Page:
Working Papers

Utilizing new transaction data from foreign investors, including the world’s largest pension fund, I investigate the relationship between foreign private asset demand and the global yield curves. I find that a one-standard-deviation change in pension fund flows, approximately 3.6 billion dollars, results in a monthly reduction of at least 4-5 basis points in US yields. I document this effect both at the aggregate flow and at the security level. It is partially attributed to the allocation rebalance channel, which transmits domestic shocks in foreign stock markets to the US bond markets. Further,shocks in the US monetary policy contribute to increased flows of unhedged foreign bonds and decreased hedged flows. These findings provide evidence supporting foreign private investors as important marginal investors and the governmental carry trade in low-yield countries. Lastly, these effects are also present in the UK Gilt market.
Presentation: Brownbag, Federal Reserve Board
The exchange-traded fund (ETF) market has become the most important development of the financial markets over the last decade. I show that the network of the ETF market the linkages between ETFs based on portfolio weights  catalyzes the propagation of price dislocations, the gaps between prices and their fundamental values. Arbitrage trading induces price dislocations in connected ETFs, followed by strong responses in returns and subsequent reversals with a sizable effect of 46% per year. This is robust to controlling for arbitrage trading on its own mispricing and common factors. I reconfirm the effects with the Fed announcement of the Bond ETF purchase in March 2020. The findings suggest that arbitragers create externalities from trading. Finally, the ETF market works as a stabilizer for price dislocations, but induced returns can incur unexpected fluctuations.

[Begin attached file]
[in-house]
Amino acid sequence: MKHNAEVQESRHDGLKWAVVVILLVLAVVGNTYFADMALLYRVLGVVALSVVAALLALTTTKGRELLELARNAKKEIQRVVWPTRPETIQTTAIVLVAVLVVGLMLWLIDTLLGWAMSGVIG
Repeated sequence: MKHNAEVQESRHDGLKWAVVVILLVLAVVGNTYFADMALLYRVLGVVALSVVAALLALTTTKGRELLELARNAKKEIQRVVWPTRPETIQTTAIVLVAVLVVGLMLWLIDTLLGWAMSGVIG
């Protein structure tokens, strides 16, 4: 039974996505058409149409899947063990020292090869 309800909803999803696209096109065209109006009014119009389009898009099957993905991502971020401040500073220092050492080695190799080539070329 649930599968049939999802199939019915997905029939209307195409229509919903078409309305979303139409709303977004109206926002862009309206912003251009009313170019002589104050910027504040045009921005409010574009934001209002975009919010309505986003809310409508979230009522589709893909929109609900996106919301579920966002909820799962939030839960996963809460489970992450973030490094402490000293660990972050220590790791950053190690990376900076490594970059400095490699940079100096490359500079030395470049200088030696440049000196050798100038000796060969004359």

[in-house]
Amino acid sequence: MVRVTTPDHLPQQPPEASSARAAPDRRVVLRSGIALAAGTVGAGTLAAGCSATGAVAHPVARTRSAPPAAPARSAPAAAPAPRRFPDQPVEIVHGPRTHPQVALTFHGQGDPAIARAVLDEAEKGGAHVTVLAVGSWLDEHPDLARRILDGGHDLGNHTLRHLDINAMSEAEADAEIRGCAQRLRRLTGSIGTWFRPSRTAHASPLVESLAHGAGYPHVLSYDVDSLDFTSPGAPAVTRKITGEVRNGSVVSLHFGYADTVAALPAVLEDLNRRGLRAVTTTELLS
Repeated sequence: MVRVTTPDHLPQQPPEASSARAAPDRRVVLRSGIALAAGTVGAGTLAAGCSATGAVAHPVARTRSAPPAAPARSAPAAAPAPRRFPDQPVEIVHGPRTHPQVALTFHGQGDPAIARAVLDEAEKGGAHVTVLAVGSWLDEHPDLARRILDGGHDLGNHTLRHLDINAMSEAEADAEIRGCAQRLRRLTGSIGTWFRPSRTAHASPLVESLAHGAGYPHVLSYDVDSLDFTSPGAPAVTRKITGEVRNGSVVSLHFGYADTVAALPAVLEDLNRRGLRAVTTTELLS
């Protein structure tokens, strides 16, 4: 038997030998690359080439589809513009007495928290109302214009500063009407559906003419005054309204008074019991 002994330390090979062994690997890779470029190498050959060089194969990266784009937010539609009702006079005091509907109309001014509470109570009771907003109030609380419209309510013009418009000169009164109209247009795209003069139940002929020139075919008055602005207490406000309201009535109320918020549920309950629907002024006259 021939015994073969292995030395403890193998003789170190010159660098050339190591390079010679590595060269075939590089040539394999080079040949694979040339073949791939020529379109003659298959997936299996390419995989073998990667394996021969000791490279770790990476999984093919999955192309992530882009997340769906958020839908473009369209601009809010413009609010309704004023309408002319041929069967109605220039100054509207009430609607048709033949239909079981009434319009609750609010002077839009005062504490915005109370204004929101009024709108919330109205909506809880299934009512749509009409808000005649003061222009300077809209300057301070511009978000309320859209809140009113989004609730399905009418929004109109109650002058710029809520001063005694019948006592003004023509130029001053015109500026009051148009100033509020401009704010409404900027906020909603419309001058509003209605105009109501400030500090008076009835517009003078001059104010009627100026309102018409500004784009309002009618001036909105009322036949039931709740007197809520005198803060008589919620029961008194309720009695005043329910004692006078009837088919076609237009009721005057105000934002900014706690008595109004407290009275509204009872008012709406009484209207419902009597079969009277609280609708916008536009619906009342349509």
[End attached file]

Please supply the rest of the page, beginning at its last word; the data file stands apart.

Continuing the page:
Presentation: LSE, NSF/UChicago Annual Conference on Network Science and Economics, WFA 2021, SMU, Baruch College, Bank of England, NY Fed, Federal Reserve Board, Bank of Canada, PIMCO, BlackRock
BlackRock Applied Research Award Finalist, 2020
WFA PhD Candidate Awards for Outstanding Research, 2021 
Although real integration conceptually plays an important role for the comovement of international equity markets, documenting this link empirically has proven challenging. We construct a new dataset of theory-guided, relevant measures of bilateral trade in final and intermediate goods and services. With these measures, we provide evidence of a strong link between changes in real integration – in particular global value chains – and equity market comovement. This also holds when controlling for financial openness and other factors that could confound the role of real openness. These results suggest that supply chain disruptions, for instance due to political tensions and the COVID-19 crisis, might also affect the interconnections between stock markets via rippling through the global production network. 
Presentation: Annual Meeting of the Central Bank Research Association, BIS, European Commission*, Banque de France*
*: by coauthor


"The Asymmetric and Persistent Effects of Fed Policy on Global Bond Yields" by Tobias Adrian (IMF), Gaston Gelos (BIS), Nora Lamersdorf (FS), Emanuel Moench (FS and CEPR) at the 10th International Conference on Sovereign Bond Markets, 2024

"Two APs are Better Than One: ETF Mispricing and Primary Market Participation" by Evgenii Gorbatikov (LBS) and Taisiya Sikorskaya (LBS) at FMA, 2021